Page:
Item description for Lost Christianities: The Battles for Scripture and the Faiths We Never Knew by Bart D. Ehrman...
Overview Focusing on key historical texts, a biblical authority offers a revealing look at the early church and the intense struggle to form the canon of the New Testament. 11 halftones.
Publishers Description The early Christian Church was a chaos of contending beliefs. Some groups of Christians claimed that there was not one God but two or twelve or thirty. Some believed that the world had not been created by God but by a lesser, ignorant deity. Certain sects maintained that Jesus was human but not divine, while others said he was divine but not human. In Lost Christianities, Bart D. Ehrman offers a fascinating look at these early forms of Christianity and shows how they came to be suppressed, reformed, or forgotten. All of these groups insisted that they upheld the teachings of Jesus and his apostles, and they all possessed writings that bore out their claims, books reputedly produced by Jesus's own followers. Modern archaeological work has recovered a number of key texts, and as Ehrman shows, these spectacular discoveries reveal religious diversity that says much about the ways in which history gets written by the winners. Ehrman's discussion ranges from considerations of various "lost scriptures"--including forged gospels supposedly written by Simon Peter, Jesus's closest disciple, and Judas Thomas, Jesus's alleged twin brother--to the disparate beliefs of such groups as the Jewish-Christian Ebionites, the anti-Jewish Marcionites, and various "Gnostic" sects. Ehrman examines in depth the battles that raged between "proto-orthodox Christians"--those who eventually compiled the canonical books of the New Testament and standardized Christian belief--and the groups they denounced as heretics and ultimately overcame. Scrupulously researched and lucidly written, Lost Christianities is an eye-opening account of politics, power, and the clash of ideas among Christians in the decades before one group came to see its views prevail.
Citations And Professional Reviews Lost Christianities: The Battles for Scripture and the Faiths We Never Knew by Bart D. Ehrman has been reviewed by professional book reviewers and journalists at the following establishments -
Ingram Advance - 08/01/2005 page 76
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Studio: Oxford University Press, USA
Est. Packaging Dimensions: Length: 9.32" Width: 6.14" Height: 0.85" Weight: 0.95 lbs.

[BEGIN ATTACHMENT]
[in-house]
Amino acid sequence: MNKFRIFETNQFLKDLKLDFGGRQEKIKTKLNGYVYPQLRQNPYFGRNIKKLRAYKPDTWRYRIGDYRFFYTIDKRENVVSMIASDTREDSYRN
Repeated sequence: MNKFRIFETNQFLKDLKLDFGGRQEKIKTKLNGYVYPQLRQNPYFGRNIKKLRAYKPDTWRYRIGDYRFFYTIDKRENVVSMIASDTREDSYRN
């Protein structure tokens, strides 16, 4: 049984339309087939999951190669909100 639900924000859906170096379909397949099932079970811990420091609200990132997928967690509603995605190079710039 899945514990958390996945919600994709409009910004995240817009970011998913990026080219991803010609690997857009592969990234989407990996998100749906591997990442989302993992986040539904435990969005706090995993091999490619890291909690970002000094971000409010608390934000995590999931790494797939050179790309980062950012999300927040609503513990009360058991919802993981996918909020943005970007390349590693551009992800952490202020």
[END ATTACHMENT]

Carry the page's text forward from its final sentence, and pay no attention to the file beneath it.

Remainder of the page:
Release Date Sep 15, 2005
Publisher Oxford University Press
ISBN 0195182499 ISBN13 9780195182491
Availability 0 units.
More About Bart D. Ehrman
Bart D. Ehrman is the James A. Gray Distinguished Professor at the University of North Carolina at Chapel Hill. He came to UNC in 1988, after four years of teaching at Rutgers University. At UNC he has served as both the Director of Graduate Studies and the Chair of the Department of Religious Studies.
A graduate of Wheaton College (Illinois), Professor Ehrman received both his Masters of Divinity and Ph.D. from Princeton Theological Seminary, where his 1985 doctoral dissertation was awarded magna cum laude. Since then he has published extensively in the fields of New Testament and Early Christianity, having written or edited twenty-four books, numerous scholarly articles, and dozens of book reviews.
Among his most recent books are a Greek-English edition of the Apostolic Fathers for the Loeb Classical Library (Harvard University Press), an assessment of the newly discovered Gospel of Judas (Oxford University Press), and four New York Times Bestsellers: Jesus Interrupted (an account of scholarly views of the New Testament), God’s Problem (an assessment of the biblical views of suffering), Misquoting Jesus (an overview of the changes found in the surviving copies of the New Testament and of the scribes who produced them) and Forged (discusses why some books in the New Testament are deliberate forgeries). His books have been translated into twenty-seven languages.
Among his fields of scholarly expertise are the historical Jesus, the early Christian apocrypha, the apostolic fathers, and the manuscript tradition of the New Testament.
Professor Ehrman has served as President of the Southeast Region of the Society of Biblical literature, chair of the New Testament textual criticism section of the Society, book review editor of the Journal of Biblical Literature, and editor of the monograph series The New Testament in the Greek Fathers (Scholars Press). He currently serves as co-editor of the series New Testament Tools, Studies, and Documents (E. J. Brill), co-editor-in-chief for the journal Vigiliae Christianae, and on several other editorial boards for journals and monographs in the field.
Professor Ehrman lectures extensively throughout the country. Winner of numerous university awards and grants, he is the recipient of the 2009 J. W. Pope “Spirit of Inquiry” Teaching Award, the 1993 UNC Undergraduate Student Teaching Award, the 1994 Phillip and Ruth Hettleman Prize for Artistic and Scholarly Achievement, and the Bowman and Gordon Gray Award for excellence in teaching.
Professor Ehrman has two children, a daughter, Kelly, and a son, Derek. He is married to Sarah Beckwith (Ph.D., King's College London), Marcello Lotti Professor of English at Duke University. He lives in Durham, North Carolina.